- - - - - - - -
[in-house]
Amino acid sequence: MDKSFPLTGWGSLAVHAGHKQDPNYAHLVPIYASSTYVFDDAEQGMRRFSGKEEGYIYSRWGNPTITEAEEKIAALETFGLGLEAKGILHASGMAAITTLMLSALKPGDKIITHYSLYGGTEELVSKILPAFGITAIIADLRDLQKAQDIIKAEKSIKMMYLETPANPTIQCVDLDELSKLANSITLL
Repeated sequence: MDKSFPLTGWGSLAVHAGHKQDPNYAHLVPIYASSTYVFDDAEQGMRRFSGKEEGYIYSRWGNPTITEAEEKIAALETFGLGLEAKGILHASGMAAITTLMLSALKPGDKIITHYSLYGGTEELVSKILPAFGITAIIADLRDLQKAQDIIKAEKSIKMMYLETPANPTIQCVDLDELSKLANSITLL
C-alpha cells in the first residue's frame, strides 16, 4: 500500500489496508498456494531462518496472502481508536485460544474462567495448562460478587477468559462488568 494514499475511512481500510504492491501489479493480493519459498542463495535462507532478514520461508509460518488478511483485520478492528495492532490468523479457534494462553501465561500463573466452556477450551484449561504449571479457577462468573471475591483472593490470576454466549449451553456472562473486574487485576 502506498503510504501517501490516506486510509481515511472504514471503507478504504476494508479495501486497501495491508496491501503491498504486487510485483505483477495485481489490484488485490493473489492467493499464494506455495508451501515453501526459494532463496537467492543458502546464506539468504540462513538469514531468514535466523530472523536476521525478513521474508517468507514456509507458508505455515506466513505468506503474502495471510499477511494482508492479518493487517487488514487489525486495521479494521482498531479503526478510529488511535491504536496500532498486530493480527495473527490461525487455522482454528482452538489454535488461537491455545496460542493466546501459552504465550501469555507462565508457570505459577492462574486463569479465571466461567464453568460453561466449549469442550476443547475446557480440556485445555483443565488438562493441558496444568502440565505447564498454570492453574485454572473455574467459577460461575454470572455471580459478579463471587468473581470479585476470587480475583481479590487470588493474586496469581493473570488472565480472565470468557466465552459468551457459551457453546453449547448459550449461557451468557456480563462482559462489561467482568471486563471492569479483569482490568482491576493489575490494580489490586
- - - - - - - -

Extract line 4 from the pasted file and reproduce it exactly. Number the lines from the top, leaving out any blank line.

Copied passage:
C-alpha cells in the first residue's frame, strides 16, 4: 500500500489496508498456494531462518496472502481508536485460544474462567495448562460478587477468559462488568 494514499475511512481500510504492491501489479493480493519459498542463495535462507532478514520461508509460518488478511483485520478492528495492532490468523479457534494462553501465561500463573466452556477450551484449561504449571479457577462468573471475591483472593490470576454466549449451553456472562473486574487485576 502506498503510504501517501490516506486510509481515511472504514471503507478504504476494508479495501486497501495491508496491501503491498504486487510485483505483477495485481489490484488485490493473489492467493499464494506455495508451501515453501526459494532463496537467492543458502546464506539468504540462513538469514531468514535466523530472523536476521525478513521474508517468507514456509507458508505455515506466513505468506503474502495471510499477511494482508492479518493487517487488514487489525486495521479494521482498531479503526478510529488511535491504536496500532498486530493480527495473527490461525487455522482454528482452538489454535488461537491455545496460542493466546501459552504465550501469555507462565508457570505459577492462574486463569479465571466461567464453568460453561466449549469442550476443547475446557480440556485445555483443565488438562493441558496444568502440565505447564498454570492453574485454572473455574467459577460461575454470572455471580459478579463471587468473581470479585476470587480475583481479590487470588493474586496469581493473570488472565480472565470468557466465552459468551457459551457453546453449547448459550449461557451468557456480563462482559462489561467482568471486563471492569479483569482490568482491576493489575490494580489490586